Friday, April 01, 2011


Current Project: April Fool's Anthology
Status: Still in my head and waiting for the big R (retirement)

There is so much to learn. I loved Genene's blog and how someone actually has her beat as far as planning and plotting. Well, everyone has me beat. However, I hold a lot in my head. Even if an author does not write it down, or sketch it out, or plot doesn't mean the plot isn't there.

As for settings, I find when I write about an area I am familiar with, my descriptions are so much better. My first time travel book was set in southern Oregon. I grew up in that area and I know the flora, fauna as well as the geography. I know the mountains and the hills and where the kids went to hang out and do other non-mentionable things.

This time travel was also my first book that really caught an editors attentions. I sent it to Kate Duffy at Zebra and she loved it. Unfortunately, they weren't buying time travel. She told me to send her my next book. I did and she gave me a contract for two books.

Knowing your setting is so important to the development of your books. I heartily applaud those who can write it all down before they begin a project. I probably get about a quarter of the material written down then proceed.

So the question goes out there. How much or what do you plan where setting is concerned before you start a project?


Genene Valleau said...

"How much or what do you plan where setting is concerned before you start a project?"

LOL! Most of you know my reputation for detailed plotting and planning. And I do. Perhaps because things go in one ear and fall out the other side much more quickly than with those who are "pantsters."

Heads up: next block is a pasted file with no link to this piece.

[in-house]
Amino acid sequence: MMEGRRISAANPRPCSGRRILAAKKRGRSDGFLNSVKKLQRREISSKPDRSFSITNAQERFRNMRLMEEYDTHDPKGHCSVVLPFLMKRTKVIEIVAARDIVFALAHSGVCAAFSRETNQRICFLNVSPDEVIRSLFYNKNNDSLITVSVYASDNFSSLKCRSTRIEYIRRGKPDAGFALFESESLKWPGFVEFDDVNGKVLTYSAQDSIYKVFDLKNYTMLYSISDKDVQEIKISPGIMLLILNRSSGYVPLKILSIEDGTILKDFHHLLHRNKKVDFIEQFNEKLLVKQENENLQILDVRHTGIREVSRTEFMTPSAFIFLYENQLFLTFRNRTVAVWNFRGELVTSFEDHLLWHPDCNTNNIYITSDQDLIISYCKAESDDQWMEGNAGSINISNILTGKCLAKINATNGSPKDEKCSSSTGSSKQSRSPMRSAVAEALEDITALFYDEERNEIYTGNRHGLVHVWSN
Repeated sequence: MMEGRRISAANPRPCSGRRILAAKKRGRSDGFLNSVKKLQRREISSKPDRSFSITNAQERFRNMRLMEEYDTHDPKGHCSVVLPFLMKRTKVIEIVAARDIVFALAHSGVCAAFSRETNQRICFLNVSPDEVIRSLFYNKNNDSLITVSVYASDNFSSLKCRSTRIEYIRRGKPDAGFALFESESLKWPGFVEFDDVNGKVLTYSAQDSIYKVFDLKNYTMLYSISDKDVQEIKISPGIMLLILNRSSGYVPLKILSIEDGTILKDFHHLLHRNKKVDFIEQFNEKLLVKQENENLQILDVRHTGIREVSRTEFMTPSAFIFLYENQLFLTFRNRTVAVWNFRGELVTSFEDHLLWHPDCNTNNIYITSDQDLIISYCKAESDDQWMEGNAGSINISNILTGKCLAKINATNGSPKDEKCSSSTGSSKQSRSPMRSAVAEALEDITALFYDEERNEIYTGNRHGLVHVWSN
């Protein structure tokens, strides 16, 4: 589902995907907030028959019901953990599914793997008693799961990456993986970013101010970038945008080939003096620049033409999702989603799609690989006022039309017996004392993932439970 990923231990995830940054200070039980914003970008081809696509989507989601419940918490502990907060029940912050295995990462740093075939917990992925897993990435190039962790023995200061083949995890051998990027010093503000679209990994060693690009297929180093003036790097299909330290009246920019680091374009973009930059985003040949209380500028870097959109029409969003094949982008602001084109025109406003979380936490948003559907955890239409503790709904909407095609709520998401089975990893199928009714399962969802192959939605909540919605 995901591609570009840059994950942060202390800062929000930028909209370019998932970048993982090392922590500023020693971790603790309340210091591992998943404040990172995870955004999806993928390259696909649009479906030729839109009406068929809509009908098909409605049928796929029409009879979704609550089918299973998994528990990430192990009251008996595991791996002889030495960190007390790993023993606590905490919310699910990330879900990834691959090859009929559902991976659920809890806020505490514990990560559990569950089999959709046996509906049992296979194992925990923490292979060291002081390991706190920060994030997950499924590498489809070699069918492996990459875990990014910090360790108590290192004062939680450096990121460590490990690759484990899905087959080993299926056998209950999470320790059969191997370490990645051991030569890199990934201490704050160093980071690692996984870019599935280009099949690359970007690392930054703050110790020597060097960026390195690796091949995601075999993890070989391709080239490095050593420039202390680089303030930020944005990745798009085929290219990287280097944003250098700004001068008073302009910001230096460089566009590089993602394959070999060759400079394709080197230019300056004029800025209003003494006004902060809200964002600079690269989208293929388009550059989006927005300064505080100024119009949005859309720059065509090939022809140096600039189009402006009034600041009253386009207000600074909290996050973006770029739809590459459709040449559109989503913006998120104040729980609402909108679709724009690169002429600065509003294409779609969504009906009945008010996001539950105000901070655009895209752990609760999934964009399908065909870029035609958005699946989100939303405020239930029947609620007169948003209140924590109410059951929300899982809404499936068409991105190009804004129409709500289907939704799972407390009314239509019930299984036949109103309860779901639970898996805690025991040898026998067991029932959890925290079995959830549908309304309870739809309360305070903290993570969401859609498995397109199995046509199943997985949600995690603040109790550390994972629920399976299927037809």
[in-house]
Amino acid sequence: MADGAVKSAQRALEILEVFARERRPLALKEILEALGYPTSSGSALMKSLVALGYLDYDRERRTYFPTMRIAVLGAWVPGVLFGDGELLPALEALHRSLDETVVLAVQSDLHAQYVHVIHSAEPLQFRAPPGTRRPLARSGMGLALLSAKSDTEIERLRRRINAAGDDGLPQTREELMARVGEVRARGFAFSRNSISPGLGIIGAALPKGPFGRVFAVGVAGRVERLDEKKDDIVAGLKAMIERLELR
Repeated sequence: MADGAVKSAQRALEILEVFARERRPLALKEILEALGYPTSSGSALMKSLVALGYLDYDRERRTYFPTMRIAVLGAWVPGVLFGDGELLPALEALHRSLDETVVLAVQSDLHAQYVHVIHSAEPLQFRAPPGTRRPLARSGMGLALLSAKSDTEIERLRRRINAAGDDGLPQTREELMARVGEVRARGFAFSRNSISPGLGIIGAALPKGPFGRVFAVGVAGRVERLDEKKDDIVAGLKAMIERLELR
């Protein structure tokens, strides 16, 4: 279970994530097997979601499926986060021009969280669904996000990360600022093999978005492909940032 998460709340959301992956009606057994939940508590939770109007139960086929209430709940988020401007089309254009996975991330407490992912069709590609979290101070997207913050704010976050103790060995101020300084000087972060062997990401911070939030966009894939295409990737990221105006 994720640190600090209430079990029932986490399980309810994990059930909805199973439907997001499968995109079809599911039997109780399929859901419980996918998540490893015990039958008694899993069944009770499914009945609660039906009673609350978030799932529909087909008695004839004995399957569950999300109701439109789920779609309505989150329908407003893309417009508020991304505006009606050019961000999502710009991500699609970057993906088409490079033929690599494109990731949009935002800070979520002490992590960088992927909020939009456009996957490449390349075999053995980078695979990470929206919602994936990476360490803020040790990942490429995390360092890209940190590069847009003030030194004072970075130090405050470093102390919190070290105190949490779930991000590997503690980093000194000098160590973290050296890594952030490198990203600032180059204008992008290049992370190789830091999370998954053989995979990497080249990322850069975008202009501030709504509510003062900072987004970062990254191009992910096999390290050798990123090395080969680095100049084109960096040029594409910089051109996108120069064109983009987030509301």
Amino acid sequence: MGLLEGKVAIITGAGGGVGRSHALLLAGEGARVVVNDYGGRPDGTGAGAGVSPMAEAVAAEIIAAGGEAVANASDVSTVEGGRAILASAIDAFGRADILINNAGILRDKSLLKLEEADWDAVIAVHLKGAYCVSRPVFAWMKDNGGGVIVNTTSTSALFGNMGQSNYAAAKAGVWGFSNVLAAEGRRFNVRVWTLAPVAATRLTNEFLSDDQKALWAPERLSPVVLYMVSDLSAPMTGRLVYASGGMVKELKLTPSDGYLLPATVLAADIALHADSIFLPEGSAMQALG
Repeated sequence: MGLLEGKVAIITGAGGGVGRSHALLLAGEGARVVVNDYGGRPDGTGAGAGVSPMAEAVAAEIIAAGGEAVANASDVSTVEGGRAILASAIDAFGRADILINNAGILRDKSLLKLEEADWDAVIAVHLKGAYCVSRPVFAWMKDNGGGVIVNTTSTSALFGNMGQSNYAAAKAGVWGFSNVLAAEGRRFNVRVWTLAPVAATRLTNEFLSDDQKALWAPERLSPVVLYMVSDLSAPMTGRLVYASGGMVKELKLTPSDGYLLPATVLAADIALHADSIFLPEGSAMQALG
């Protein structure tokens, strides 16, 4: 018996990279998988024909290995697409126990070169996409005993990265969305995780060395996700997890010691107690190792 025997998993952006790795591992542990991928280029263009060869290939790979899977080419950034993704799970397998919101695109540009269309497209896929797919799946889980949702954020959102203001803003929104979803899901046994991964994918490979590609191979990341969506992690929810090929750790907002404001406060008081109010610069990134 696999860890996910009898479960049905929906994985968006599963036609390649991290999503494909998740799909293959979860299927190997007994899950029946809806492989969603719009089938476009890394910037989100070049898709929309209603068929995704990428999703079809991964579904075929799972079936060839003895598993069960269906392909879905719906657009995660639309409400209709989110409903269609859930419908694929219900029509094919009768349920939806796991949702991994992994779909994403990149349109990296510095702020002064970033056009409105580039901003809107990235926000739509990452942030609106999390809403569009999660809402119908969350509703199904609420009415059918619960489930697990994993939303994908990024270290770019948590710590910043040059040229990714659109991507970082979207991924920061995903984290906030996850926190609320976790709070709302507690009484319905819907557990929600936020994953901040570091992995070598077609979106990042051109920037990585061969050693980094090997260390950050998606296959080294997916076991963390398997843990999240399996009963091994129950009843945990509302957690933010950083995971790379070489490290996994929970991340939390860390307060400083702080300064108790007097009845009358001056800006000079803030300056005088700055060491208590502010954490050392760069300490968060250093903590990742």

But how much do I plan about setting before I start? Depends on the project.

If I'm writing one standalone book, I have a general idea of the setting. I probably have photos from magazines or online that have caught my imagination. Then as I develop scenes, I also develop the setting in more detail.

However, in a more complex project, such as my nine-book series, I do much more upfront planning because I don't want the dining room in the front of the house in one book and in the back of the house in another book. If it's not written down, it may be forgotten. :)

I still develop details as the story develops, but much more has been done up front.

I've said it before and will repeat it: I'm in awe of writers who can keep so much in their heads, then get it down on paper so it actually makes a wonderful story!

Like Chris, I feel there is so much more to learn! For those who are in the beginning stages of their writer's journey, please don't be overwhelmed. That just means this journey will always be interesting with something more to anticipate!

Paty Jager said...

Great post. If I can I like to visit an area before I write the book. If I can't, as with my latest contemporary set in Guatemala, I watch travel shows on the area, read books and contact locals to get the info I want to make the story sound like the reader is in the jungle.